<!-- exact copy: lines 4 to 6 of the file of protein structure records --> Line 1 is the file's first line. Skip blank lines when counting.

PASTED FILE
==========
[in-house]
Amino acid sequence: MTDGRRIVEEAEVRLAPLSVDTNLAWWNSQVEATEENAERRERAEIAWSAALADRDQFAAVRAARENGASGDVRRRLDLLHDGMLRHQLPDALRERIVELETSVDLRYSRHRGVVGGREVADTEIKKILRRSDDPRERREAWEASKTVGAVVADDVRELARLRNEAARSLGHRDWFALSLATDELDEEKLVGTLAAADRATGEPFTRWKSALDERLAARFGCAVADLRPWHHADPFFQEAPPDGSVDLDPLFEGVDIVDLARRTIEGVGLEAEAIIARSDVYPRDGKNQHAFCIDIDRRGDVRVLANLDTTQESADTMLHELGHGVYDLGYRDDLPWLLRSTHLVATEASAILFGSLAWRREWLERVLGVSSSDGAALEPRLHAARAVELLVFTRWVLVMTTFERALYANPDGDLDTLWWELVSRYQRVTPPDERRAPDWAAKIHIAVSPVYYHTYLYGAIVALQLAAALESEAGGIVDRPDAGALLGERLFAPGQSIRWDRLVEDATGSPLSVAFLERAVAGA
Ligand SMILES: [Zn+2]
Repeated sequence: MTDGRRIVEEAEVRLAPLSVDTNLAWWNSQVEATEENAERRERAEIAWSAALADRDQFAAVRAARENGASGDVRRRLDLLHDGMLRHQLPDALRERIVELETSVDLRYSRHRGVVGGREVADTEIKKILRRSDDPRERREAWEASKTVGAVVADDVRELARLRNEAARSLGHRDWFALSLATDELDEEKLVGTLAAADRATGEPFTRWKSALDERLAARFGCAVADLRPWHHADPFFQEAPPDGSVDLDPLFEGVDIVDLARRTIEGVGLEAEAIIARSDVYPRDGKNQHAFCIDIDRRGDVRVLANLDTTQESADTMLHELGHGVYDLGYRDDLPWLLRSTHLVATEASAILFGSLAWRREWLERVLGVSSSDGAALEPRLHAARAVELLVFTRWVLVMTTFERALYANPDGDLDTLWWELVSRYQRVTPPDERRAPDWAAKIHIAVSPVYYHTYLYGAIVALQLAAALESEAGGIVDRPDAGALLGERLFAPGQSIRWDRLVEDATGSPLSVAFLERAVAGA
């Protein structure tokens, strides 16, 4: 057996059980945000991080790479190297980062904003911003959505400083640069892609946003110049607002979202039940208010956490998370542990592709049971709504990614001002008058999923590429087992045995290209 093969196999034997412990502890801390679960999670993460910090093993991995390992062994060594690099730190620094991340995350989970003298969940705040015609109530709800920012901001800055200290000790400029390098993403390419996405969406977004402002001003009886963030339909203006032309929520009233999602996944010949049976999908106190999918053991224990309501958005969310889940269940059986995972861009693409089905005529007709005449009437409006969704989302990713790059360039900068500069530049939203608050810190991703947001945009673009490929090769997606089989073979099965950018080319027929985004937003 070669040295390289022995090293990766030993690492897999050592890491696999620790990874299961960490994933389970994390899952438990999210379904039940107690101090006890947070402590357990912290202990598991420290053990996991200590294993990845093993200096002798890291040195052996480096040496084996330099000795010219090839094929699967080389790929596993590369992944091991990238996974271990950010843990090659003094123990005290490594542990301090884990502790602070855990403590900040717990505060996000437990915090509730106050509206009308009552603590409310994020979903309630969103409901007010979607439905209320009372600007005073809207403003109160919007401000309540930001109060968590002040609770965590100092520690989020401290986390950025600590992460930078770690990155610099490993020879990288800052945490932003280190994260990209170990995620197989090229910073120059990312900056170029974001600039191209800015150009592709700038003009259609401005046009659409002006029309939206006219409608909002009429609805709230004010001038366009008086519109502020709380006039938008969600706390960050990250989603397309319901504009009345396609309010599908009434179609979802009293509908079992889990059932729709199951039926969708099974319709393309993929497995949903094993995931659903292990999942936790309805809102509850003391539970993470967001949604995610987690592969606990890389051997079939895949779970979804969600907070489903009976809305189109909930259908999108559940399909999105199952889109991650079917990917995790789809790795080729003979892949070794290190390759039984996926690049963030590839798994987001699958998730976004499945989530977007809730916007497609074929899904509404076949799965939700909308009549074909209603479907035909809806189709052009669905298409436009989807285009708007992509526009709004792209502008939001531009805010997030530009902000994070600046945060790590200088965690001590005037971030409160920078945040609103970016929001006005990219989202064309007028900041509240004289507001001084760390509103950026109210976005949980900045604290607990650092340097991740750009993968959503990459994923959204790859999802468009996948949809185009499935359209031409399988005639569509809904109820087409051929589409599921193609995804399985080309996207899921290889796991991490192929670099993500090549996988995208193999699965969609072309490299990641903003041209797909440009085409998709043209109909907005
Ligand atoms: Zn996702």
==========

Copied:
Repeated sequence: MTDGRRIVEEAEVRLAPLSVDTNLAWWNSQVEATEENAERRERAEIAWSAALADRDQFAAVRAARENGASGDVRRRLDLLHDGMLRHQLPDALRERIVELETSVDLRYSRHRGVVGGREVADTEIKKILRRSDDPRERREAWEASKTVGAVVADDVRELARLRNEAARSLGHRDWFALSLATDELDEEKLVGTLAAADRATGEPFTRWKSALDERLAARFGCAVADLRPWHHADPFFQEAPPDGSVDLDPLFEGVDIVDLARRTIEGVGLEAEAIIARSDVYPRDGKNQHAFCIDIDRRGDVRVLANLDTTQESADTMLHELGHGVYDLGYRDDLPWLLRSTHLVATEASAILFGSLAWRREWLERVLGVSSSDGAALEPRLHAARAVELLVFTRWVLVMTTFERALYANPDGDLDTLWWELVSRYQRVTPPDERRAPDWAAKIHIAVSPVYYHTYLYGAIVALQLAAALESEAGGIVDRPDAGALLGERLFAPGQSIRWDRLVEDATGSPLSVAFLERAVAGA
């Protein structure tokens, strides 16, 4: 057996059980945000991080790479190297980062904003911003959505400083640069892609946003110049607002979202039940208010956490998370542990592709049971709504990614001002008058999923590429087992045995290209 093969196999034997412990502890801390679960999670993460910090093993991995390992062994060594690099730190620094991340995350989970003298969940705040015609109530709800920012901001800055200290000790400029390098993403390419996405969406977004402002001003009886963030339909203006032309929520009233999602996944010949049976999908106190999918053991224990309501958005969310889940269940059986995972861009693409089905005529007709005449009437409006969704989302990713790059360039900068500069530049939203608050810190991703947001945009673009490929090769997606089989073979099965950018080319027929985004937003 070669040295390289022995090293990766030993690492897999050592890491696999620790990874299961960490994933389970994390899952438990999210379904039940107690101090006890947070402590357990912290202990598991420290053990996991200590294993990845093993200096002798890291040195052996480096040496084996330099000795010219090839094929699967080389790929596993590369992944091991990238996974271990950010843990090659003094123990005290490594542990301090884990502790602070855990403590900040717990505060996000437990915090509730106050509206009308009552603590409310994020979903309630969103409901007010979607439905209320009372600007005073809207403003109160919007401000309540930001109060968590002040609770965590100092520690989020401290986390950025600590992460930078770690990155610099490993020879990288800052945490932003280190994260990209170990995620197989090229910073120059990312900056170029974001600039191209800015150009592709700038003009259609401005046009659409002006029309939206006219409608909002009429609805709230004010001038366009008086519109502020709380006039938008969600706390960050990250989603397309319901504009009345396609309010599908009434179609979802009293509908079992889990059932729709199951039926969708099974319709393309993929497995949903094993995931659903292990999942936790309805809102509850003391539970993470967001949604995610987690592969606990890389051997079939895949779970979804969600907070489903009976809305189109909930259908999108559940399909999105199952889109991650079917990917995790789809790795080729003979892949070794290190390759039984996926690049963030590839798994987001699958998730976004499945989530977007809730916007497609074929899904509404076949799965939700909308009549074909209603479907035909809806189709052009669905298409436009989807285009708007992509526009709004792209502008939001531009805010997030530009902000994070600046945060790590200088965690001590005037971030409160920078945040609103970016929001006005990219989202064309007028900041509240004289507001001084760390509103950026109210976005949980900045604290607990650092340097991740750009993968959503990459994923959204790859999802468009996948949809185009499935359209031409399988005639569509809904109820087409051929589409599921193609995804399985080309996207899921290889796991991490192929670099993500090549996988995208193999699965969609072309490299990641903003041209797909440009085409998709043209109909907005
Ligand atoms: Zn996702």